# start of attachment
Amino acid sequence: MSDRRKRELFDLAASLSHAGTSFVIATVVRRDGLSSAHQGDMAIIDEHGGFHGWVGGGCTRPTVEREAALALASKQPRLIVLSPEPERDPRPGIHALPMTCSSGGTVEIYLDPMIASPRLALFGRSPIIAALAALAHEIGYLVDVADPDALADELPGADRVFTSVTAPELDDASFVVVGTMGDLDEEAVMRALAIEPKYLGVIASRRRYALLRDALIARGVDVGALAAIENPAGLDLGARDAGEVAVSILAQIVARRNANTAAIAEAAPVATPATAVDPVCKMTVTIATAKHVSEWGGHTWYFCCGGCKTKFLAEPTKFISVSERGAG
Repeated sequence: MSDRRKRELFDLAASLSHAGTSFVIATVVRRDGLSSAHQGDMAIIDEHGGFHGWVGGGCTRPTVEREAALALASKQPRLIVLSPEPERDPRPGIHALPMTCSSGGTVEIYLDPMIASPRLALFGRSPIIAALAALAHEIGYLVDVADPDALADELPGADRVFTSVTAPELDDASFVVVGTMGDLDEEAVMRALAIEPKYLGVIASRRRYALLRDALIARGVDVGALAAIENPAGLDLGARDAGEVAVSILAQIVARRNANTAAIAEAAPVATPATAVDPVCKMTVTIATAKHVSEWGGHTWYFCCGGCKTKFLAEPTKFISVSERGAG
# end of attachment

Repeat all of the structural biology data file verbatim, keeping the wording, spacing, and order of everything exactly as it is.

Amino acid sequence: MSDRRKRELFDLAASLSHAGTSFVIATVVRRDGLSSAHQGDMAIIDEHGGFHGWVGGGCTRPTVEREAALALASKQPRLIVLSPEPERDPRPGIHALPMTCSSGGTVEIYLDPMIASPRLALFGRSPIIAALAALAHEIGYLVDVADPDALADELPGADRVFTSVTAPELDDASFVVVGTMGDLDEEAVMRALAIEPKYLGVIASRRRYALLRDALIARGVDVGALAAIENPAGLDLGARDAGEVAVSILAQIVARRNANTAAIAEAAPVATPATAVDPVCKMTVTIATAKHVSEWGGHTWYFCCGGCKTKFLAEPTKFISVSERGAG
Repeated sequence: MSDRRKRELFDLAASLSHAGTSFVIATVVRRDGLSSAHQGDMAIIDEHGGFHGWVGGGCTRPTVEREAALALASKQPRLIVLSPEPERDPRPGIHALPMTCSSGGTVEIYLDPMIASPRLALFGRSPIIAALAALAHEIGYLVDVADPDALADELPGADRVFTSVTAPELDDASFVVVGTMGDLDEEAVMRALAIEPKYLGVIASRRRYALLRDALIARGVDVGALAAIENPAGLDLGARDAGEVAVSILAQIVARRNANTAAIAEAAPVATPATAVDPVCKMTVTIATAKHVSEWGGHTWYFCCGGCKTKFLAEPTKFISVSERGAG